Recovery After Stroke: Managing Life at Home (Final)

Making the Bedroom Safe and Comfortable
Your bedroom is a place where you should feel safe and comfortable and have a sense of privacy.
To make it safer:

  1. Make sure that help is easily and quickly within reach via telephone.
  2. Have a light switch near your bed.
  3. Move and reorganise clothes and personal items to make them easier to access. This may involve putting the clothes you wear most often in a place where you can easily reach them, lowering closet rods or shelves and replacing drawer handles with ones that you can easily open.
  4. Use a nightlight and clear a path for easy access to the toilet at night.
  5. To avoid accidents at night, keep a commode chair near the bed.
  6. Since some accidents are unavoidable, consider placing disposable “blue pads” underneath your sheets. With cloth on one side and waterproof material on the other, blue pads can prevent bed staining. Some blue pads are disposable and others are washable and reusable.

Getting Dressed

  1. To make dressing yourself easier:
  2. Avoid tight-fitting sleeves, armholes, pant legs and waistlines.
  3. Select clothes with fasteners in the front.
  4. Replace buttons, zippers and laces with Velcro fasteners.
  5. Speak with other stroke survivors for ideas and resources.

Try out dressing aids (things that make dressing easier) and adaptable clothing. You can find them on Internet sites and at health supply stores.
Check out the following websites
for adaptable clothing:
http://www.makoa.org/clothing.
htm
http://www.professionalfit.com/

Taking Care in the Kitchen

  1. To get back into your own kitchen, you may need to adjust to a small space where things can be hard to reach.And if you have less sensitivity in your hands and arms, you must learn how to manage many sharp or hot objects that pose serious dangers in the kitchen. To work independently and accident-free in the kitchen, plan ahead for cooking tasks.
  2. Consider the control buttons you use to turn your stove on and off and change the temperature from low to high. Controls at the front of the stove are easier and safer to use than the traditional back-of-the-stove controls. Also, push-button controls typically are easier to use than those that turn.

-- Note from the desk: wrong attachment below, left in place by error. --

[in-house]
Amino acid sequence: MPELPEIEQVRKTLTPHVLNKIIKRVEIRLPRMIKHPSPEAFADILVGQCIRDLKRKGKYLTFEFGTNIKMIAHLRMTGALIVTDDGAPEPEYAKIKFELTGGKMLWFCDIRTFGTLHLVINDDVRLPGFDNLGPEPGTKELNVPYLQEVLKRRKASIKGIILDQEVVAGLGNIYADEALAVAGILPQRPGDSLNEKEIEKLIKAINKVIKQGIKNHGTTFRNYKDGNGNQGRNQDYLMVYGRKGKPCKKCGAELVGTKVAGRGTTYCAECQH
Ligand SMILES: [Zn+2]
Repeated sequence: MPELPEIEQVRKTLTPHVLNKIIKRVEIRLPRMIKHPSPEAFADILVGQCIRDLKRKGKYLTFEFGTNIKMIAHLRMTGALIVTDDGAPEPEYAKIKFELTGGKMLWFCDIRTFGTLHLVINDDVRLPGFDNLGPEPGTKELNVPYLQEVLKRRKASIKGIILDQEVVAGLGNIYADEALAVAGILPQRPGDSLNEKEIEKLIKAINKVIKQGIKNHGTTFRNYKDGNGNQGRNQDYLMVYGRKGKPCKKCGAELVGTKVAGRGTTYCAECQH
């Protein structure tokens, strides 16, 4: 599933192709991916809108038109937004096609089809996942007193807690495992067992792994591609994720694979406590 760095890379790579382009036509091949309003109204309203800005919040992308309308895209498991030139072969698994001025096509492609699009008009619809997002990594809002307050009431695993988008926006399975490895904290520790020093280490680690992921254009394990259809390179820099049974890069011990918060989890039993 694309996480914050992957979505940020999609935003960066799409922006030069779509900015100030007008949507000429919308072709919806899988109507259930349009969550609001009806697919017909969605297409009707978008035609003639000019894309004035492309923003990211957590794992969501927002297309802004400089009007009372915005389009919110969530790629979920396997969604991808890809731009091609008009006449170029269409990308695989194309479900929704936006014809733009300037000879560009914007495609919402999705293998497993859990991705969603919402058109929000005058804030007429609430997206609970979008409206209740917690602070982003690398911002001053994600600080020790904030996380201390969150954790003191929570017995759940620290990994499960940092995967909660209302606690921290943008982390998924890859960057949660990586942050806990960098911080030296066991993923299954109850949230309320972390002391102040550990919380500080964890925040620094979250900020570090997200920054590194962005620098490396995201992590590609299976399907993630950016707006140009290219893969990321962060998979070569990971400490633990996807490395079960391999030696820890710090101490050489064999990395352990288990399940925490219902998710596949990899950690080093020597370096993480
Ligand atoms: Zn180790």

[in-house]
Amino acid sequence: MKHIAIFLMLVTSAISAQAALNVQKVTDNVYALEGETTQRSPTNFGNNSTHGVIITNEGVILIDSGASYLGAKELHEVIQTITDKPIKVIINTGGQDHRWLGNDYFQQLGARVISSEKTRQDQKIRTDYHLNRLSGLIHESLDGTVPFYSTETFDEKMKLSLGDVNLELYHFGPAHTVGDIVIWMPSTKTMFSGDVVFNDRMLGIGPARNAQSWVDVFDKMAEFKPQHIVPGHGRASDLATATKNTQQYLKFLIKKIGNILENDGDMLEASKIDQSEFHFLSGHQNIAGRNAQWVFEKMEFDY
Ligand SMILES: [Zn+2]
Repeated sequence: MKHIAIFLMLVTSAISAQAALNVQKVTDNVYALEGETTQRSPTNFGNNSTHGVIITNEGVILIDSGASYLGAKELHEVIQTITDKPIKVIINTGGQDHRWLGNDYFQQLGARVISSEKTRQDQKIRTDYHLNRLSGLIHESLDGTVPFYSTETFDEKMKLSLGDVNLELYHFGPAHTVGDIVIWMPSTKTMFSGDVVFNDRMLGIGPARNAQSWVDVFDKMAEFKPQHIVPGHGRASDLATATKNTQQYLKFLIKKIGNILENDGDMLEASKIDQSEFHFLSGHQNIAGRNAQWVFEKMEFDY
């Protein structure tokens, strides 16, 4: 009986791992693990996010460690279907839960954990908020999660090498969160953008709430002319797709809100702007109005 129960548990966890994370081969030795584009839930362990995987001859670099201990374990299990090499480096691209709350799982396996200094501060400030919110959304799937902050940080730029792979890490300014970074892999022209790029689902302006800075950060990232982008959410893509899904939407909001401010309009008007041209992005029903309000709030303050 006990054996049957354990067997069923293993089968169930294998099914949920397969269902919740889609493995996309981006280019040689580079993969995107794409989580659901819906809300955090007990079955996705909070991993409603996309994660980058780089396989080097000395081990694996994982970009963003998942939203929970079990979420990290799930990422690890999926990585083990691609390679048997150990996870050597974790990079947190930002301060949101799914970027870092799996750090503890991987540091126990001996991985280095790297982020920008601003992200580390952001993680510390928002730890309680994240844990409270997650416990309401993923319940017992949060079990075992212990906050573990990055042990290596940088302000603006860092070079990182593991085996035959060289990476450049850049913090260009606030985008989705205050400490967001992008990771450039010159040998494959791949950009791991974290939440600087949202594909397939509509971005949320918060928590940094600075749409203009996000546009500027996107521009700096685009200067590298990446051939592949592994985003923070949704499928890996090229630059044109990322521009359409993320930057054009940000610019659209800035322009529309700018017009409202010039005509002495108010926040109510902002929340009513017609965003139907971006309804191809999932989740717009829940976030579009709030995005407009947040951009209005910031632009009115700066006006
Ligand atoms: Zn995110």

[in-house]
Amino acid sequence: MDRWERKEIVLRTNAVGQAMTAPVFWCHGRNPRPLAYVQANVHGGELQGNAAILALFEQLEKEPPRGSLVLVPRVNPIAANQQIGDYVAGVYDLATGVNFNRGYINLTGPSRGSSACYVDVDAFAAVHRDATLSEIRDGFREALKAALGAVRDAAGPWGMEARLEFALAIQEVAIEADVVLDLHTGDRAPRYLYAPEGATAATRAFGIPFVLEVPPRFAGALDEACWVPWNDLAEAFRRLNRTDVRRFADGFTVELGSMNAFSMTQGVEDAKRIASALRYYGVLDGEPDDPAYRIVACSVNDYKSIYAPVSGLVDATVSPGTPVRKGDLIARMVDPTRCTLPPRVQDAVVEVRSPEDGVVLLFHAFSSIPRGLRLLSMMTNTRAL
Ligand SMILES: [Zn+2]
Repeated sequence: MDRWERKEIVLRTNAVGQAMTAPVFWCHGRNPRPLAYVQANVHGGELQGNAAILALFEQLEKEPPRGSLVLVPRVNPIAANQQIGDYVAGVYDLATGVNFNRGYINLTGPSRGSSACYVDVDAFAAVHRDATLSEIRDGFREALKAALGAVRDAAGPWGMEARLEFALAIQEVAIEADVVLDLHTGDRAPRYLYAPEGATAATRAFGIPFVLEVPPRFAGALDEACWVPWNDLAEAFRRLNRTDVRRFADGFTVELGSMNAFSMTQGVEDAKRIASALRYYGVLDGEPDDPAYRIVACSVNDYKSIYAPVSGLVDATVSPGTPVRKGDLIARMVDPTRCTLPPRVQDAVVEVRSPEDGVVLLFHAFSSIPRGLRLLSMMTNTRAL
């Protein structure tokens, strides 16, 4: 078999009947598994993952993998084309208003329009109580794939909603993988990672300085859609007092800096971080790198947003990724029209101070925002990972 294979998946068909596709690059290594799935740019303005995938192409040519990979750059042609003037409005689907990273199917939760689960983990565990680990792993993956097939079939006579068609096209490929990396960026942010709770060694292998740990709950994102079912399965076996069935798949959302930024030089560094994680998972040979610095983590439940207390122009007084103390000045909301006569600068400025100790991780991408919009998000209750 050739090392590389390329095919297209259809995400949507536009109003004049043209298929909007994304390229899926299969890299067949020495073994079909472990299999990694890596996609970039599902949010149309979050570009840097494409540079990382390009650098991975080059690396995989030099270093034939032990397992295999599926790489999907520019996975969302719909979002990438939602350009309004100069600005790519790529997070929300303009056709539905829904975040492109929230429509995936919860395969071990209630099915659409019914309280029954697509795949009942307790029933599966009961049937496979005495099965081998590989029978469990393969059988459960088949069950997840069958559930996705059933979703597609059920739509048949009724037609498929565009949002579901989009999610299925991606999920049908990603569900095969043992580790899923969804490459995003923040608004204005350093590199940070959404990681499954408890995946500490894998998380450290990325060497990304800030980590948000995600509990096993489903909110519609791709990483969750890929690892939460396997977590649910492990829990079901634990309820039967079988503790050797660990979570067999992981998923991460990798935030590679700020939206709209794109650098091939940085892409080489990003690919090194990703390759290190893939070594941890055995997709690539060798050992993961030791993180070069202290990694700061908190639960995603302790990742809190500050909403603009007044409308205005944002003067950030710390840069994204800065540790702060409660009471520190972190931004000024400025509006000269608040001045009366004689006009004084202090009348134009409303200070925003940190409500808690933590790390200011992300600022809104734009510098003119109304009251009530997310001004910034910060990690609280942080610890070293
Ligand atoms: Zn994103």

3. Automatic shut-off controls can be installed for safety.
    Consider an over-the-stove mirror to help you see stove top contents if cooking while seated.
  4. Keep a clear space near the stove where you can place a hot pot or pan quickly.
    Make sure you have oven mitts on hand.
  5. Keep a fire extinguisher nearby.
  6. The kitchen table should be at the right height for a wheelchair or for a chair with arms that supports your posture.
  7. What Can Help
    Ask your doctors and therapists to help you solve everyday living issues.
  8. New resources, equipment and therapies are available each year. Take advantage of them to improve your quality of life.
  9. Continue to set new goals for your stroke recovery.
  10. Be creative.
  11. Get information on stroke recovery from your local stroke association.
  12. Join a stroke support group. Other survivors will understand, validate your issues, and offer encouragement and ideas for managing life at home.
  13. Speak honestly with your family and caregivers about your home living needs.
    They’ll be glad you did, and, together, you can often work out the best solution.

Professionals Who Can Help
Occupational therapist, who helps stroke survivors manage daily activities.
Physical therapist, who assess problems with moving, balance and coordination.

Rehabilitation is a lifetime commitment and an important part of recovering from a stroke. Through rehabilitation, you relearn basic skills such as talking, eating, dressing and walking. Rehabilitation can also improve your strength, flexibility and endurance. The goal is to regain as much independence as possible. Remember to ask your doctor, “Where am I on my stroke recovery journey?”

Source: National Stroke Station

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